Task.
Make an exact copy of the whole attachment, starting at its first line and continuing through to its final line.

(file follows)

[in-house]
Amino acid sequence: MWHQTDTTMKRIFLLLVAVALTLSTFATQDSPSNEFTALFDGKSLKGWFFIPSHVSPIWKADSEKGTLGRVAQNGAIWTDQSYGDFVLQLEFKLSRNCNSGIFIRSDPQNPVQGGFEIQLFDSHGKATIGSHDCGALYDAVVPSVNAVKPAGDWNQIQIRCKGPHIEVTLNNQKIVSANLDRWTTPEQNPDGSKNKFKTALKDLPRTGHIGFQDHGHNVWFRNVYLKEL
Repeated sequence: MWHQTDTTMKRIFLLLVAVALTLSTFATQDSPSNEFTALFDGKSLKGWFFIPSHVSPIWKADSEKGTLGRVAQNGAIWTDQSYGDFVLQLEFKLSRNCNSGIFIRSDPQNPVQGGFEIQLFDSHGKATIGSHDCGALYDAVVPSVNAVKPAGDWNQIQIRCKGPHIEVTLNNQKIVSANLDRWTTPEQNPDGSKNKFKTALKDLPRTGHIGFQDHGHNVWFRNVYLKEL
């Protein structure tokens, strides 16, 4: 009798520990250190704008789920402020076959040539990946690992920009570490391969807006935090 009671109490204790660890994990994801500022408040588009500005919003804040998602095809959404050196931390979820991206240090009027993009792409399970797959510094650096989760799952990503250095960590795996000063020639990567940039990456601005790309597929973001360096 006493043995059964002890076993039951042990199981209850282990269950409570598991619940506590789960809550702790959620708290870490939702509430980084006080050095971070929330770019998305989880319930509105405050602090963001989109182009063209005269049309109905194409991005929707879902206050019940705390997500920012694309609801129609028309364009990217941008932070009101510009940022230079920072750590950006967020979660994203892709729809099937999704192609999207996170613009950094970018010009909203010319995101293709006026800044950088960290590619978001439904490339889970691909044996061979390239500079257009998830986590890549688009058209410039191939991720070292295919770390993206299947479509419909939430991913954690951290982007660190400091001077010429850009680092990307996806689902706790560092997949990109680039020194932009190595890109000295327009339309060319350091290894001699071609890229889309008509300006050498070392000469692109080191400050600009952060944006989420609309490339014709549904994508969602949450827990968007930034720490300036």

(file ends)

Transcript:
[in-house]
Amino acid sequence: MWHQTDTTMKRIFLLLVAVALTLSTFATQDSPSNEFTALFDGKSLKGWFFIPSHVSPIWKADSEKGTLGRVAQNGAIWTDQSYGDFVLQLEFKLSRNCNSGIFIRSDPQNPVQGGFEIQLFDSHGKATIGSHDCGALYDAVVPSVNAVKPAGDWNQIQIRCKGPHIEVTLNNQKIVSANLDRWTTPEQNPDGSKNKFKTALKDLPRTGHIGFQDHGHNVWFRNVYLKEL
Repeated sequence: MWHQTDTTMKRIFLLLVAVALTLSTFATQDSPSNEFTALFDGKSLKGWFFIPSHVSPIWKADSEKGTLGRVAQNGAIWTDQSYGDFVLQLEFKLSRNCNSGIFIRSDPQNPVQGGFEIQLFDSHGKATIGSHDCGALYDAVVPSVNAVKPAGDWNQIQIRCKGPHIEVTLNNQKIVSANLDRWTTPEQNPDGSKNKFKTALKDLPRTGHIGFQDHGHNVWFRNVYLKEL
């Protein structure tokens, strides 16, 4: 009798520990250190704008789920402020076959040539990946690992920009570490391969807006935090 009671109490204790660890994990994801500022408040588009500005919003804040998602095809959404050196931390979820991206240090009027993009792409399970797959510094650096989760799952990503250095960590795996000063020639990567940039990456601005790309597929973001360096 006493043995059964002890076993039951042990199981209850282990269950409570598991619940506590789960809550702790959620708290870490939702509430980084006080050095971070929330770019998305989880319930509105405050602090963001989109182009063209005269049309109905194409991005929707879902206050019940705390997500920012694309609801129609028309364009990217941008932070009101510009940022230079920072750590950006967020979660994203892709729809099937999704192609999207996170613009950094970018010009909203010319995101293709006026800044950088960290590619978001439904490339889970691909044996061979390239500079257009998830986590890549688009058209410039191939991720070292295919770390993206299947479509419909939430991913954690951290982007660190400091001077010429850009680092990307996806689902706790560092997949990109680039020194932009190595890109000295327009339309060319350091290894001699071609890229889309008509300006050498070392000469692109080191400050600009952060944006989420609309490339014709549904994508969602949450827990968007930034720490300036």